• Robertson, J. F. & Rane-Szostak, D. (1996). Using dialogues to develop critical thinking skills: A practical approach. Journal of Adolescent & Adult Literacy, 39(7), 552-556.
  • Scriven, M. & Paul, R. (1996). Defining critical thinking: A draft statement for the National Council for Excellence in Critical Thinking. [On-line]. Available HTTP: http://www.criticalthinking.org/University/univlibrary/library.nclk
  • Strohm, S. M. & Baukus, R. A. (1995). Strategies for fostering critical thinking skills. Journalism and Mass Communication Educator, 50 (1), 55-62.
  • Underwood, M. K. & Wald, R. L. (1995). Conference-style learning: A method for fostering critical thinking with heart. Teaching Psychology, 22(1), 17-21.
  • Wade, C. (1995). Using writing to develop and assess critical thinking. Teaching of Psychology, 22(1), 24-28.
  • Bean, J. C. (1996). Engaging ideas: The professor’s guide to integrating writing, critical thinking, & active learning in the classroom. Jossey-Bass.
  • Bernstein, D. A. (1995). A negotiation model for teaching critical thinking. Teaching of Psychology, 22(1), 22-24.
  • Carlson, E. R. (1995). Evaluating the credibility of sources. A missing link in the teaching of critical thinking. Teaching of Psychology, 22(1), 39-41.
  • Facione, P. A. Sanchez, C. A. Facione, N. C. & Gainen, J. (1995). The disposition toward critical thinking. The Journal of General Education, 44(1), 1-25.
  • Halpern, D. F. & Nummedal, S. G. (1995). Closing thoughts about helping students improve how they think. Teaching of Psychology, 22(1), 82-83.
  • Isbell, D. (1995). Teaching writing and research as inseparable: A faculty-librarian teaching team. Reference Services Review, 23(4), 51-62.
  • Jones, J. M. & Safrit, R. D. (1994). Developing critical thinking skills in adult learners through innovative distance learning. Paper presented at the International Conference on the practice of adult education and social development. Jinan, China. (Eric Document Reproduction Services No. ED 373 159)
  • Sanchez, M. A. (1995). Using critical-thinking principles as a guide to college-level instruction. Teaching of Psychology, 22(1), 72-74.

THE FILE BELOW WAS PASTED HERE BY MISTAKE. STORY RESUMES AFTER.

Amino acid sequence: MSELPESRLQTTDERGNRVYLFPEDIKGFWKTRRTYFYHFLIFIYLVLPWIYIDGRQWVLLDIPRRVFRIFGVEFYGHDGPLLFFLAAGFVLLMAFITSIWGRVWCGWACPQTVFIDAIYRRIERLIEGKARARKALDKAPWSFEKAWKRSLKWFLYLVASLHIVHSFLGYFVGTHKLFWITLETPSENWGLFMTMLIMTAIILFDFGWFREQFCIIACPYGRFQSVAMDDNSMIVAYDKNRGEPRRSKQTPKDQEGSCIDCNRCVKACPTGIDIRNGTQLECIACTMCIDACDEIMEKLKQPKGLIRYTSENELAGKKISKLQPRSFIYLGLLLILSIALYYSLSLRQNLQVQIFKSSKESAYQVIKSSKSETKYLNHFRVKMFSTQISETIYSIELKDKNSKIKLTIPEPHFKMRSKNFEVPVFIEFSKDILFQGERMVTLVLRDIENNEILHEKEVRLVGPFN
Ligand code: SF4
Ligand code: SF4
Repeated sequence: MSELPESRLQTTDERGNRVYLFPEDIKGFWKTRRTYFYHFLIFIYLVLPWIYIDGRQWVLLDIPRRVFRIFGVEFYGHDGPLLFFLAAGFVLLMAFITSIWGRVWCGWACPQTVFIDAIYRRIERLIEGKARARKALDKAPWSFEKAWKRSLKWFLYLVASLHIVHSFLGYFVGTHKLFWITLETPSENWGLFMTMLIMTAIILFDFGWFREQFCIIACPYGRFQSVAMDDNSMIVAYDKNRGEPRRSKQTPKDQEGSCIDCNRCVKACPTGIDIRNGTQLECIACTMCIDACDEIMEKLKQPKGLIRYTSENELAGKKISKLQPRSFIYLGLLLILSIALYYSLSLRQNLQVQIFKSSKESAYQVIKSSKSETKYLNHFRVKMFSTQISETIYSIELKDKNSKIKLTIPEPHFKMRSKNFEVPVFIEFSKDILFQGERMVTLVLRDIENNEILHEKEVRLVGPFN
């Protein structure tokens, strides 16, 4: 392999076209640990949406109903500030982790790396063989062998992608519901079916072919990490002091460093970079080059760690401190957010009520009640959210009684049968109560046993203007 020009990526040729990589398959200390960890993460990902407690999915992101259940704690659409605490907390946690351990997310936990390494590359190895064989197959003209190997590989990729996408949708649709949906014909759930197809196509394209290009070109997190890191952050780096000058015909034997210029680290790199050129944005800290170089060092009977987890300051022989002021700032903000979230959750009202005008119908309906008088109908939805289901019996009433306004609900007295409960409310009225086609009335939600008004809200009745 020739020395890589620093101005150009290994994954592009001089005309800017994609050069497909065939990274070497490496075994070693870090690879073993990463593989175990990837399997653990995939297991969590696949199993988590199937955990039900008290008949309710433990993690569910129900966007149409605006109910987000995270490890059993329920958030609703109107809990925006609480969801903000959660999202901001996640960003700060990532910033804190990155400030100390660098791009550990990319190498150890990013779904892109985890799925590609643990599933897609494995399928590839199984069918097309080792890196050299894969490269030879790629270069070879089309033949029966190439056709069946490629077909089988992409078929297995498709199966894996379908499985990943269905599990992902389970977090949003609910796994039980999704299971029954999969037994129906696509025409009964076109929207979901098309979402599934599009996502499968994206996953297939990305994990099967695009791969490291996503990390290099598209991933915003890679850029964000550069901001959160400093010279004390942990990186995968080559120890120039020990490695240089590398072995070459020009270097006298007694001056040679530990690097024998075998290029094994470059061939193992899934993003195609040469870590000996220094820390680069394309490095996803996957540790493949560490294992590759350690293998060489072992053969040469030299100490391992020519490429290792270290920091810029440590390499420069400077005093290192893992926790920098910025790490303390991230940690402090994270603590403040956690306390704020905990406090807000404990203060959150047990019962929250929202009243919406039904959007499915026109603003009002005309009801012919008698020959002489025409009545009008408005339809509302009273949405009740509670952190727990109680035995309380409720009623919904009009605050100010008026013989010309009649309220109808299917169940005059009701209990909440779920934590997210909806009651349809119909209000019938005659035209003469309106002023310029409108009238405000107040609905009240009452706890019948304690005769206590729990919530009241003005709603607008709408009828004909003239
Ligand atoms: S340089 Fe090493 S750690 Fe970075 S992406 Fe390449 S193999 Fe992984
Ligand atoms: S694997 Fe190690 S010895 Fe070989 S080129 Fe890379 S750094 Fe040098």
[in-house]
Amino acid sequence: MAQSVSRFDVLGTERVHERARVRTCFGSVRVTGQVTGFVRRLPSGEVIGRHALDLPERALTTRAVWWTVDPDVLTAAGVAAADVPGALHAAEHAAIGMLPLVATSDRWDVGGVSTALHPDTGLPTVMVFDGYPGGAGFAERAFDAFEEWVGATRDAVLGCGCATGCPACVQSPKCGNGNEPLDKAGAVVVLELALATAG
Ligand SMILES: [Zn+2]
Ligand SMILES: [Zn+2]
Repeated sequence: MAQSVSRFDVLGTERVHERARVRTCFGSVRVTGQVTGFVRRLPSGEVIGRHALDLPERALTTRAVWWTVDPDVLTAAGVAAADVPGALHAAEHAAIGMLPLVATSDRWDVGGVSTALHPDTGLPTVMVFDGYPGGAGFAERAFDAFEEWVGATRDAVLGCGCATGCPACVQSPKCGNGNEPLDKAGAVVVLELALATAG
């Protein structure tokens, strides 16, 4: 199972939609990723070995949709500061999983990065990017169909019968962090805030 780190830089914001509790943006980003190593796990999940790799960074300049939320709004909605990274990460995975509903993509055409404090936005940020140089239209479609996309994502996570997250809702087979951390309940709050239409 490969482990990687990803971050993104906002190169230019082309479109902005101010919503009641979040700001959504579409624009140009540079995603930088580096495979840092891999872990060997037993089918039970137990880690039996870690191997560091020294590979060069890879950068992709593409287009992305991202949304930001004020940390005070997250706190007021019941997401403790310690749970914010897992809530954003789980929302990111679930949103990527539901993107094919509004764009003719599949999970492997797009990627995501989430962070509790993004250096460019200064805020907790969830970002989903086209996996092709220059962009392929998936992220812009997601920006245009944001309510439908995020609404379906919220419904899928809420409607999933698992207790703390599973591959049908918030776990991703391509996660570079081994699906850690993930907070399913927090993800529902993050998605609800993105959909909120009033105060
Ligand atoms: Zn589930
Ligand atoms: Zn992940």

• Spicer, K. L. & Hanks, W. E. (1995). Multiple measures of critical thinking skills and predisposition in assessment of critical thinking. Paper presented at the annual meeting of the Speech Communication Association, San Antonio, TX. (Eric Document Reproduction Services No. ED 391 185)
  • Terenzini, P. T. Springer, L. Pascarella, E. T. & Nora, A. (1995). Influences affecting the development of students’ critical thinking skills. Research in Higher Education, 36(1), 23-39.
  • Carr, K. S. (1990). How can we teach critical thinking. Eric Digest. [On-line]. Available HTTP: http://ericps.ed.uiuc.edu/eece/pubs/digests/1990/carr90.html
  • The Center for Critical Thinking (1996). Home Page. Available HTTP: http://www.criticalthinking.org/University/
  • Center for Critical Thinking (1996a). The role of questions in thinking, teaching, and learning. [On-line]. Available HTTP: http://www.criticalthinking.org/University/univlibrary/library.nclk
  • Center for Critical Thinking (1996b). Structures for student self-assessment. [On-line]. Available HTTP: http://www.criticalthinking.org/University/univclass/trc.nclk
  • Center for Critical Thinking (1996c). Three definitions of critical thinking [On-line]. Available HTTP: http://www.criticalthinking.org/University/univlibrary/library.nclk
  • Ennis, Bob (No date). Critical thinking. [On-line], April 4, 1997. Available HTTP: http://www.cof.orst.edu/cof/teach/for442/ct.htm
  • Montclair State University (1995). Curriculum resource center. Critical thinking resources: An annotated bibliography. [On-line]. Available HTTP: http://www.montclair.edu/Pages/CRC/Bibliographies/CriticalThinking.html